Questions to ask before investing money
Many people who ask me about investments or setting up an appointment often preface it by saying, “I’m sorry, this is probably a stupid question, but…”
Most people are afraid to ask questions about their investments for fear of sounding ignorant or admitting in some way that they don’t have all of their “stuff together.”
But there truly are no stupid questions when it comes to investments. Every question leads to more knowledge, and that’s a good thing.
Here are some questions you should always ask before investing your money:
First, let’s start with questions about the investment itself:
Is this product registered with the SEC or my state agency?
Does this investment match my investment goals? Why do you feel it is suitable for me?
How does this investment make money? Dividends? Interest? Capital gains?
What are the total fees to purchase it? Not just commissions but any underlying fees as well.
Is this investment liquid? Are there any fees associated with accessing my money?
Can you tell me about the management team? Many companies tout past performance, but that may have come from a team that isn’t there anymore.
What is a reasonable return to expect for this investment? How has it performed over the long run? Many managers who highlight performance do so after a great year. If you are a long-term investor, that might not be meaningful to you.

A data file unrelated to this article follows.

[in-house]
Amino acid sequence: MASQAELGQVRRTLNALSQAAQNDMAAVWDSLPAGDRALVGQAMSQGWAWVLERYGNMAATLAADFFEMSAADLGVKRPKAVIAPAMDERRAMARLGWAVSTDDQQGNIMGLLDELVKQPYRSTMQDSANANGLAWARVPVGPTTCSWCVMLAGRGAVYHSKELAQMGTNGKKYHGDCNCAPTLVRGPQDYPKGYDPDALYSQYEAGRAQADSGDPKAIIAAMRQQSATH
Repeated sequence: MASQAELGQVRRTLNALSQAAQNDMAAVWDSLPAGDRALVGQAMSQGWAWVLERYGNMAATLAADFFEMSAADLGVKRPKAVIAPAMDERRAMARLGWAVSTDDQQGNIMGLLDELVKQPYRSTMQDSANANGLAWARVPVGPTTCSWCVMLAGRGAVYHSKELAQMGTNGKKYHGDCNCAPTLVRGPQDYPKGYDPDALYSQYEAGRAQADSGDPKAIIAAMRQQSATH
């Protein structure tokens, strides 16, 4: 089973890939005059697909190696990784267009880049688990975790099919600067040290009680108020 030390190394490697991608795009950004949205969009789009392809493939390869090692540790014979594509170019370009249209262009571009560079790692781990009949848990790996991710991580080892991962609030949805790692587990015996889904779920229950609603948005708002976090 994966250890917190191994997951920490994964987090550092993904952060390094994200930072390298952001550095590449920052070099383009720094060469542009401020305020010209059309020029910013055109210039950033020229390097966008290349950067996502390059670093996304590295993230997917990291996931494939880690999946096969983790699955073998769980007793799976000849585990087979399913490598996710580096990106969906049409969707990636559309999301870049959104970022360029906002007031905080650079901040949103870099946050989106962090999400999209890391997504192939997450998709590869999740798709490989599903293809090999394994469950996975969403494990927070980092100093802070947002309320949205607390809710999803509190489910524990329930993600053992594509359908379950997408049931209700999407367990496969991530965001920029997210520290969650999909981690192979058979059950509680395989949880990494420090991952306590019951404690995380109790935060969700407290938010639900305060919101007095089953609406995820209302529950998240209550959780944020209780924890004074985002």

What are the risks associated with this investment? What would cause it to lose money?
Next is a list of questions you should ask about the adviser:
How long have you been in business?
What education or credentialing do you have? The credentials should match the advice you’re looking for. For example, if you need planning advice, the advisor should be a Certified Financial Planner professional. If you want investment advice, then they should hold designations such as Certified Investment Management Analyst® (CIMA®), or Chartered Financial Analyst (CFA®).
What is your investment philosophy?
How do you get paid? Do you get paid more if I buy this vs. that?
How often should we meet to discuss my investments?
If I leave your firm, what fees will I be charged, if any? Most custodians charge a fee for outgoing transfers and/or closed accounts.
These questions are not inclusive, and you may have more depending on your situation. Ask a question more than once if you don’t understand the answer the first time — or ask your adviser to rephrase the answer.
Understanding your investments and doing your due diligence on the adviser you’re working with is similar to researching a physician and understanding your prescribed medications.
You wouldn’t leave your health to chance, and the same type of care should be taken with your money.
T. Eric Reich, CIMA®, CFP®, CLU®, ChFC®, is president and founder of Reich Asset Management, LLC.
This article was written by and presents the views of the author, not Kiplinger editorial staff. Check adviser records with the SEC or FINRA.
© 2019 The Kiplinger Washington Editors, Inc. Distributed by Tribune Content Agency, LLC.